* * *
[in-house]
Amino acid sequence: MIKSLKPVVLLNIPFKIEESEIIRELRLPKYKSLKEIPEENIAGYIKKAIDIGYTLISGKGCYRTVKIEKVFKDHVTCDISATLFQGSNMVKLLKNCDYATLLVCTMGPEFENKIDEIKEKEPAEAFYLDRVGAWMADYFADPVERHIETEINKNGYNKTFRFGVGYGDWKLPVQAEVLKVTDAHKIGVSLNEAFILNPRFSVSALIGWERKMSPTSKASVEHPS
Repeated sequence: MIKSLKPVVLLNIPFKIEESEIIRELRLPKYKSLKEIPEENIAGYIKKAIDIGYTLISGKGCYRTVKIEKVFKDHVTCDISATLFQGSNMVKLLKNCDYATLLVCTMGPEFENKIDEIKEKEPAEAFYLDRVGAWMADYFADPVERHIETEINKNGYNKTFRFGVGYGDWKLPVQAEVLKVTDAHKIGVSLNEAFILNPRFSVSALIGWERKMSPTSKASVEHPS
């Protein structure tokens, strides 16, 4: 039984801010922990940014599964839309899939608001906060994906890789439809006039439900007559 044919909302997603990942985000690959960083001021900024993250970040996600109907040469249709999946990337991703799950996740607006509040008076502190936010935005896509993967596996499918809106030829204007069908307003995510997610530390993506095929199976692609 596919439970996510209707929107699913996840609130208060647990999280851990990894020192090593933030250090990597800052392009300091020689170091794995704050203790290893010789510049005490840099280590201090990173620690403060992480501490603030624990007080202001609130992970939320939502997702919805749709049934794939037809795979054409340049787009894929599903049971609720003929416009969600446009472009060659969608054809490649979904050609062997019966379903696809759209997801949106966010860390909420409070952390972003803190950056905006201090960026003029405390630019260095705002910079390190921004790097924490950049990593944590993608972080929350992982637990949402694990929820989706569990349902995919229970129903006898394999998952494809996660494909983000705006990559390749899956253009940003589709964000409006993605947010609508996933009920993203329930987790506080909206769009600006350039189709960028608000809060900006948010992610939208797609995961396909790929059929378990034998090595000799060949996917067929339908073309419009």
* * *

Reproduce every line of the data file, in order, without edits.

[in-house]
Amino acid sequence: MIKSLKPVVLLNIPFKIEESEIIRELRLPKYKSLKEIPEENIAGYIKKAIDIGYTLISGKGCYRTVKIEKVFKDHVTCDISATLFQGSNMVKLLKNCDYATLLVCTMGPEFENKIDEIKEKEPAEAFYLDRVGAWMADYFADPVERHIETEINKNGYNKTFRFGVGYGDWKLPVQAEVLKVTDAHKIGVSLNEAFILNPRFSVSALIGWERKMSPTSKASVEHPS
Repeated sequence: MIKSLKPVVLLNIPFKIEESEIIRELRLPKYKSLKEIPEENIAGYIKKAIDIGYTLISGKGCYRTVKIEKVFKDHVTCDISATLFQGSNMVKLLKNCDYATLLVCTMGPEFENKIDEIKEKEPAEAFYLDRVGAWMADYFADPVERHIETEINKNGYNKTFRFGVGYGDWKLPVQAEVLKVTDAHKIGVSLNEAFILNPRFSVSALIGWERKMSPTSKASVEHPS
């Protein structure tokens, strides 16, 4: 039984801010922990940014599964839309899939608001906060994906890789439809006039439900007559 044919909302997603990942985000690959960083001021900024993250970040996600109907040469249709999946990337991703799950996740607006509040008076502190936010935005896509993967596996499918809106030829204007069908307003995510997610530390993506095929199976692609 596919439970996510209707929107699913996840609130208060647990999280851990990894020192090593933030250090990597800052392009300091020689170091794995704050203790290893010789510049005490840099280590201090990173620690403060992480501490603030624990007080202001609130992970939320939502997702919805749709049934794939037809795979054409340049787009894929599903049971609720003929416009969600446009472009060659969608054809490649979904050609062997019966379903696809759209997801949106966010860390909420409070952390972003803190950056905006201090960026003029405390630019260095705002910079390190921004790097924490950049990593944590993608972080929350992982637990949402694990929820989706569990349902995919229970129903006898394999998952494809996660494909983000705006990559390749899956253009940003589709964000409006993605947010609508996933009920993203329930987790506080909206769009600006350039189709960028608000809060900006948010992610939208797609995961396909790929059929378990034998090595000799060949996917067929339908073309419009």